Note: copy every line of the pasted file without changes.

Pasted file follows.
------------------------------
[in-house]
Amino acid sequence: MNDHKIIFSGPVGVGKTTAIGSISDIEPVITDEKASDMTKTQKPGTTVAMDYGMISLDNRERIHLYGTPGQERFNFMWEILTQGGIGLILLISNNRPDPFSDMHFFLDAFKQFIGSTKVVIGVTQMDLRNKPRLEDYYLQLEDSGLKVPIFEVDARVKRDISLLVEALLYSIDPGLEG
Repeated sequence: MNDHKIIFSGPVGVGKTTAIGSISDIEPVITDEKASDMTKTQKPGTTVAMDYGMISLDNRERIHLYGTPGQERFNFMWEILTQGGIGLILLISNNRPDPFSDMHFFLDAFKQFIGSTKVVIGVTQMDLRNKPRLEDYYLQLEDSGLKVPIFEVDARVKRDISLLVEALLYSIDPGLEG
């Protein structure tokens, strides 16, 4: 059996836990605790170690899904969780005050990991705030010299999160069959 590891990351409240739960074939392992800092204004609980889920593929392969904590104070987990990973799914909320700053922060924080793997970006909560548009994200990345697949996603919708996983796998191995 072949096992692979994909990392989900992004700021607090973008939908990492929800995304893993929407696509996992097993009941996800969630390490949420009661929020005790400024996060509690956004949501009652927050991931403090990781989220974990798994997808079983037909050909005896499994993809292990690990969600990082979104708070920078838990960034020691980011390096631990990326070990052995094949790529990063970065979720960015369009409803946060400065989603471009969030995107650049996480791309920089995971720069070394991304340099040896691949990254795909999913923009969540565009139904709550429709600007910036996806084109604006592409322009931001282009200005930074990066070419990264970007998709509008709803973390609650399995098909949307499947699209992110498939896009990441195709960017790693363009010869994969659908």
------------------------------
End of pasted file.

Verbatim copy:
[in-house]
Amino acid sequence: MNDHKIIFSGPVGVGKTTAIGSISDIEPVITDEKASDMTKTQKPGTTVAMDYGMISLDNRERIHLYGTPGQERFNFMWEILTQGGIGLILLISNNRPDPFSDMHFFLDAFKQFIGSTKVVIGVTQMDLRNKPRLEDYYLQLEDSGLKVPIFEVDARVKRDISLLVEALLYSIDPGLEG
Repeated sequence: MNDHKIIFSGPVGVGKTTAIGSISDIEPVITDEKASDMTKTQKPGTTVAMDYGMISLDNRERIHLYGTPGQERFNFMWEILTQGGIGLILLISNNRPDPFSDMHFFLDAFKQFIGSTKVVIGVTQMDLRNKPRLEDYYLQLEDSGLKVPIFEVDARVKRDISLLVEALLYSIDPGLEG
């Protein structure tokens, strides 16, 4: 059996836990605790170690899904969780005050990991705030010299999160069959 590891990351409240739960074939392992800092204004609980889920593929392969904590104070987990990973799914909320700053922060924080793997970006909560548009994200990345697949996603919708996983796998191995 072949096992692979994909990392989900992004700021607090973008939908990492929800995304893993929407696509996992097993009941996800969630390490949420009661929020005790400024996060509690956004949501009652927050991931403090990781989220974990798994997808079983037909050909005896499994993809292990690990969600990082979104708070920078838990960034020691980011390096631990990326070990052995094949790529990063970065979720960015369009409803946060400065989603471009969030995107650049996480791309920089995971720069070394991304340099040896691949990254795909999913923009969540565009139904709550429709600007910036996806084109604006592409322009931001282009200005930074990066070419990264970007998709509008709803973390609650399995098909949307499947699209992110498939896009990441195709960017790693363009010869994969659908």